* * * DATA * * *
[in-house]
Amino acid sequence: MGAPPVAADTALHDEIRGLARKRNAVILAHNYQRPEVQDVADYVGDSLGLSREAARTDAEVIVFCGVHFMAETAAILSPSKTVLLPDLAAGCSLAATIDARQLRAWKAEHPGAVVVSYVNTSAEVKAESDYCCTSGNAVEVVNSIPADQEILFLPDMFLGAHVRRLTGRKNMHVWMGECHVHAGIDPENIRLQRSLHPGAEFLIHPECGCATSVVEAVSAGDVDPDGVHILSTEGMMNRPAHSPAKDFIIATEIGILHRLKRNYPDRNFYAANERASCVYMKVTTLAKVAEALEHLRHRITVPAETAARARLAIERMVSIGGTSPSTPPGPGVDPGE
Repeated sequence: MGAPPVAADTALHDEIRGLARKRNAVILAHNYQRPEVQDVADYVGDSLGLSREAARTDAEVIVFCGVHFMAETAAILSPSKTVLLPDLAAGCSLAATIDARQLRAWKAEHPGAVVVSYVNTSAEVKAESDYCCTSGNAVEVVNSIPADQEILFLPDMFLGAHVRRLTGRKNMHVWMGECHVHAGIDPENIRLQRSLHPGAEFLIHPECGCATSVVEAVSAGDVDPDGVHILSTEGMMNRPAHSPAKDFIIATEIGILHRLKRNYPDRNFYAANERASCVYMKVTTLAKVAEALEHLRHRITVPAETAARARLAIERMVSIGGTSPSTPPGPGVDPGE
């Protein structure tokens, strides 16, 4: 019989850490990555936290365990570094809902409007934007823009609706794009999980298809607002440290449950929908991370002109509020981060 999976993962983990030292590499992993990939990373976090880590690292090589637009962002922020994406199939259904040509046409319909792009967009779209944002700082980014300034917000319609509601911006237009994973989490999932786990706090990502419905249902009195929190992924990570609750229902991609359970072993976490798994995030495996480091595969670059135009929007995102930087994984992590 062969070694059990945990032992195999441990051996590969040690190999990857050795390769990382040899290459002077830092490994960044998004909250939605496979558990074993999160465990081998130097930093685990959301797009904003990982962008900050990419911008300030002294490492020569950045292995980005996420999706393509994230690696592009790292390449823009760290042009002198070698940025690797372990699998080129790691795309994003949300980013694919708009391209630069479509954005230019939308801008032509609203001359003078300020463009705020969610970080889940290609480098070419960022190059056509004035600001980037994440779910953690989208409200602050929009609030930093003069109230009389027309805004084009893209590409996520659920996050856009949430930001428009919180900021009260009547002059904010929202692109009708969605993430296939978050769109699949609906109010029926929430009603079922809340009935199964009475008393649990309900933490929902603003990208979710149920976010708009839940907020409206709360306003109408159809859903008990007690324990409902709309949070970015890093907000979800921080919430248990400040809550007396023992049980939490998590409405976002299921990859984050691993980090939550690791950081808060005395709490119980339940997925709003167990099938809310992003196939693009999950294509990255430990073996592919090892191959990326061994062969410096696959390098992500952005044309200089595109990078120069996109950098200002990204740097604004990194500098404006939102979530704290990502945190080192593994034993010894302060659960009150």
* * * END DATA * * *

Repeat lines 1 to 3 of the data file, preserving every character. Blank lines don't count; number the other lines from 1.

[in-house]
Amino acid sequence: MGAPPVAADTALHDEIRGLARKRNAVILAHNYQRPEVQDVADYVGDSLGLSREAARTDAEVIVFCGVHFMAETAAILSPSKTVLLPDLAAGCSLAATIDARQLRAWKAEHPGAVVVSYVNTSAEVKAESDYCCTSGNAVEVVNSIPADQEILFLPDMFLGAHVRRLTGRKNMHVWMGECHVHAGIDPENIRLQRSLHPGAEFLIHPECGCATSVVEAVSAGDVDPDGVHILSTEGMMNRPAHSPAKDFIIATEIGILHRLKRNYPDRNFYAANERASCVYMKVTTLAKVAEALEHLRHRITVPAETAARARLAIERMVSIGGTSPSTPPGPGVDPGE
Repeated sequence: MGAPPVAADTALHDEIRGLARKRNAVILAHNYQRPEVQDVADYVGDSLGLSREAARTDAEVIVFCGVHFMAETAAILSPSKTVLLPDLAAGCSLAATIDARQLRAWKAEHPGAVVVSYVNTSAEVKAESDYCCTSGNAVEVVNSIPADQEILFLPDMFLGAHVRRLTGRKNMHVWMGECHVHAGIDPENIRLQRSLHPGAEFLIHPECGCATSVVEAVSAGDVDPDGVHILSTEGMMNRPAHSPAKDFIIATEIGILHRLKRNYPDRNFYAANERASCVYMKVTTLAKVAEALEHLRHRITVPAETAARARLAIERMVSIGGTSPSTPPGPGVDPGE